Tell your son not to touch his face without washing his hands with antibacterial soap, and try to improve the quality of water he washes his face with. Try for a week to use distilled/spring/filtered water and see how he reacts. I guarantee you his skin will feel softer and more manageable.

Edited by WishClean

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I agree. Keep it clean. Definitely use distilled water for a week and see what happens. Great idea.

Disturbing the acid mantle of the skin too much (with harsh cleansers and chlorinated water) can cause more irritation and acne. I've noticed that anything I wash my face with that causes it to feel tight is going to trigger more irritation. He could also try washing his face with organic grapeseed or jojoba oil and a warm/hot washcloth. A couple drops of oil spread all over the face will dissolve oil and other gunk. You spread the warm or hot (but not too hot) washcloth over the face and let it sit for a couple minutes then remove it. If he has very oily skin, a little castor oil is a gentle cleanser as well. I've found it's too drying for me to use everyday, though.

Washing your face with oil if you already have oily skin sounds ridiculous, but I've found that it greatly reduced the amount of irritation I was causing my skin, and irritation=more acne for most acne sufferers. When my skin feels comfortable and smooth after washing, it's a much better feeling than I had when I was scrubbing it into submission with a gritty, detergent-based cleanser. Oil dissolves oil, but never strips the skin, which lends that uncomfortable, tight feeling cleansers with SLS in them can give you.

It has worked for me, anyway. If you're scared of oil, a gentle non-soap cleanser like Cetaphil works great as well.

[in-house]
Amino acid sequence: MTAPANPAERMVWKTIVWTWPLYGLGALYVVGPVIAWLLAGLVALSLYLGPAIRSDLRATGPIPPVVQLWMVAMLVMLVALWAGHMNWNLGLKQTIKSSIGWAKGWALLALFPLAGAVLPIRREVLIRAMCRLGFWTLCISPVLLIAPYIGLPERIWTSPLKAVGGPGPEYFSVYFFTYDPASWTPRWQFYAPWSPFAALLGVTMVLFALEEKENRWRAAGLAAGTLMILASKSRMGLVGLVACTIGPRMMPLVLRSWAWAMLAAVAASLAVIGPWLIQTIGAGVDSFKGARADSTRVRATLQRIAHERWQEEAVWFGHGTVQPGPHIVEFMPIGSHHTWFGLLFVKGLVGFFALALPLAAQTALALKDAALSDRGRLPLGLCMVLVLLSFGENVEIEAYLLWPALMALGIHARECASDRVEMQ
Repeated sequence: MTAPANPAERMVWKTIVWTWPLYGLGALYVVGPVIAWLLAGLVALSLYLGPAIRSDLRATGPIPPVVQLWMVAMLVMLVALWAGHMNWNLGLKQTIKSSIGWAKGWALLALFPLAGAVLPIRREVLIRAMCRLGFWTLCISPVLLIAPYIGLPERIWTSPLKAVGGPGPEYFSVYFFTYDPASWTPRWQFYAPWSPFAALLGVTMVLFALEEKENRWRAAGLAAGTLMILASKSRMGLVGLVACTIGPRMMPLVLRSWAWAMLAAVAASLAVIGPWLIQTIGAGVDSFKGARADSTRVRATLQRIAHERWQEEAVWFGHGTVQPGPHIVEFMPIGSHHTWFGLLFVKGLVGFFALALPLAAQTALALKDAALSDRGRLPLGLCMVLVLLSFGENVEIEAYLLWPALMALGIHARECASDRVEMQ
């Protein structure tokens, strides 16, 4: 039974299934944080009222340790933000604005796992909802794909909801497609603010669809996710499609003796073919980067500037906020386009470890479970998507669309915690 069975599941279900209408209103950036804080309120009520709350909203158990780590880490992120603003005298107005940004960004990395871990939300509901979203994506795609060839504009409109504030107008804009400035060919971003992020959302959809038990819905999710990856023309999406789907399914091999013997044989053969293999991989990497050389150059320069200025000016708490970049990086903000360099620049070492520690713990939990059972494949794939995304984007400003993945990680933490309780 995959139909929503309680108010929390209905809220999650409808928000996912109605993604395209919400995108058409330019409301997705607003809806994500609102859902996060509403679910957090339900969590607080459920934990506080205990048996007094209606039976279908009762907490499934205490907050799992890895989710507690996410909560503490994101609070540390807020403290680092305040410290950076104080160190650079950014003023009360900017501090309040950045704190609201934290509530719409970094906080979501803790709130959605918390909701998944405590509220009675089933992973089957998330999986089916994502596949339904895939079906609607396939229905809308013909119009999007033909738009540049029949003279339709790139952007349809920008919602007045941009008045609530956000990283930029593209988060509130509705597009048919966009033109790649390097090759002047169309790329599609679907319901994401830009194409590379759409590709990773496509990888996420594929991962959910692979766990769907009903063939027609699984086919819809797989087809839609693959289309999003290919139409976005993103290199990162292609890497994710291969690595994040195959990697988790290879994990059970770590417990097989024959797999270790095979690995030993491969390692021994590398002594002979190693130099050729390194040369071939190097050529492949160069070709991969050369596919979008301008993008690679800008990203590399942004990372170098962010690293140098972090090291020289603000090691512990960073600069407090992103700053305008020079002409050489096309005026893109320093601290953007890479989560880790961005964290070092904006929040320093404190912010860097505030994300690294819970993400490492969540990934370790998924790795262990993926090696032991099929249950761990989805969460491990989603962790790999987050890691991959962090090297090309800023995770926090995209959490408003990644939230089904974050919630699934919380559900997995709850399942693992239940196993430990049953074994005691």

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For your son's condition, I don't think it works if you look for usually treatment.

have you ever consider Chinese traditional medicine or herb treatment. I think there must be something wrong with your son's body system.

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Suggesting Accutane is not "pushing" it. Everytime you have one of these posts, it gets taken over by people who "push" all the holistic healing home remedies. Also notice that these folks do not or have ever had severe cystic acne that is scarring. If your acne is NOT scarring, it is not that severe.

I know your son is against it, but his acne is quite severe. If the acne is starting to scar, then it has already passed the tipping point where less aggressive means will not stop it. I had one of the most severe cases of cystic acne in high school, at the same age. I really commend you for your concern. My parents did not understand and I have suffered a lot. First it was the cystic acne, and now it's dealing with the aftermath - severe scars.

I'm a smaller built guy, and at one point I was on 80mg/day of Accutane. After 5 months, my acne has gone into complete remission. I do break out anymore, and I could slather Crisco oil on my face and not break out.

I'm not exactly PRO-Accutane, I'm pro science based approaches when the acne is severe.

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Sorry if i have not responded directly to each comment or suggestion but please know that i am taking it ALL on board and appreciate everyones input.

glee12, I did post an updated photo on the 14th [pg 3] and will do so again on the 21st.

I am just not sure today.. obviously you have your good & bad days and he is following his current routine strictly and suffering with "foul tasting milk" his words! He seems to now have pimples popping up on his forehead he has never had them there before…

His jawline & cheeks are looking pretty bad at the moment but he hasn't had too many "new" pop ups.. his skin is just really bumpy and he has deep red marks where the pimples have dried out.

He often complains that his skin is very itchy.. i am hoping that is a sign of healing.

He has discussed the possibility of trying Accutane again after the current representative season [approx.12 weeks time] IF we see no impressive change with the other treatments / ideas we are trying .. so yes, he is considering it as a last resort.

Edited by OneProudMumma

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Acne on forehead can be a sign of detoxing or liver issues. It might be a detox reaction from cutting out some foods from his diet.